By NewsDesk  @bactiman63

In a follow-up on the dengue fever situation in Florida, the Florida Department of Health reported six additional autochthonous dengue fever cases from Miami-Dade County during the past week.


This brings the total locally acquired dengue cases to 51 in Miami-Dade County and 55 statewide.

The majority of locally transmitted cases were identified as DENV-3, with DENV-4 and DENV-2 cases also reported.

Twenty-two cases of dengue were reported this week in persons that had international travel. In 2022, 754 travel-associated dengue cases have been reported, which includes more than 500 reported from Miami-Dade County.

Dengue fever is an important mosquito-borne disease worldwide. It is caused by four related dengue viruses (DEN-1, DEN-2, DEN-3, DEN-4) that are related to the viruses that cause West Nile infection and yellow fever.

A person can be infected with each of these four viruses during their lifetime.

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Dengue infection is acquired through the bite of certain species of mosquitoes, primarily Aedes aegypti, but also Aedes albopictus, both of which are present in Florida.

Dengue fever can be a painful, debilitating disease but is rarely fatal. Symptoms appear 3-14 days after the bite of an infected mosquito and include sudden onset of fever, severe headache, eye pain, muscle and joint pain (giving the disease the nickname “breakbone fever”), and bleeding. Gastrointestinal symptoms like vomiting and diarrhea may also be present in some cases. Dengue fever symptoms usually lasts 4-7 days. The disease is often diagnosed incorrectly because the symptoms are similar to influenza and other viruses.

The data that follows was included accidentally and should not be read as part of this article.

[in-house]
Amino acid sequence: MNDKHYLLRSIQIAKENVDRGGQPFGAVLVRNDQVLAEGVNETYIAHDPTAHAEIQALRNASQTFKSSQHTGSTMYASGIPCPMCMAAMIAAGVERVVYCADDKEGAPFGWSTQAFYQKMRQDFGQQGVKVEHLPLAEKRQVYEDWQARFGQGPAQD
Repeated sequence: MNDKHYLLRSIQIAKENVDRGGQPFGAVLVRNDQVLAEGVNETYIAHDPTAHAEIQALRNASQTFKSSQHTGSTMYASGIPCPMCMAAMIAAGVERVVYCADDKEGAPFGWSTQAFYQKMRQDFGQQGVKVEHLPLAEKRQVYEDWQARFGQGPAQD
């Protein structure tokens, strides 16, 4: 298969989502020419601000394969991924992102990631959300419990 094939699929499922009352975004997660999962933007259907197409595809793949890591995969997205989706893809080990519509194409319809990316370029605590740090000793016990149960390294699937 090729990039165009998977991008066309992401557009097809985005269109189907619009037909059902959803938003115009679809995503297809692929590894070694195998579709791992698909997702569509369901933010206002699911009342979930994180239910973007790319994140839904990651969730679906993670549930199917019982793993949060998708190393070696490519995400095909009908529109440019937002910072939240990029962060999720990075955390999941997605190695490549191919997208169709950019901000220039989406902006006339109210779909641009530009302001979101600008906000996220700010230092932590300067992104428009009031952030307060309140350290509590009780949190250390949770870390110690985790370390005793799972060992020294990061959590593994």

Dengue hemorrhagic fever is a rare but more severe form of dengue infection that can be fatal if not recognized and treated with supportive care. The primary risk factor for hemorrhagic fever is previous infection with a different dengue serotype (i.e. getting DENV-2 if you have already DENV-1 puts you at increased risk of hemorrhagic fever).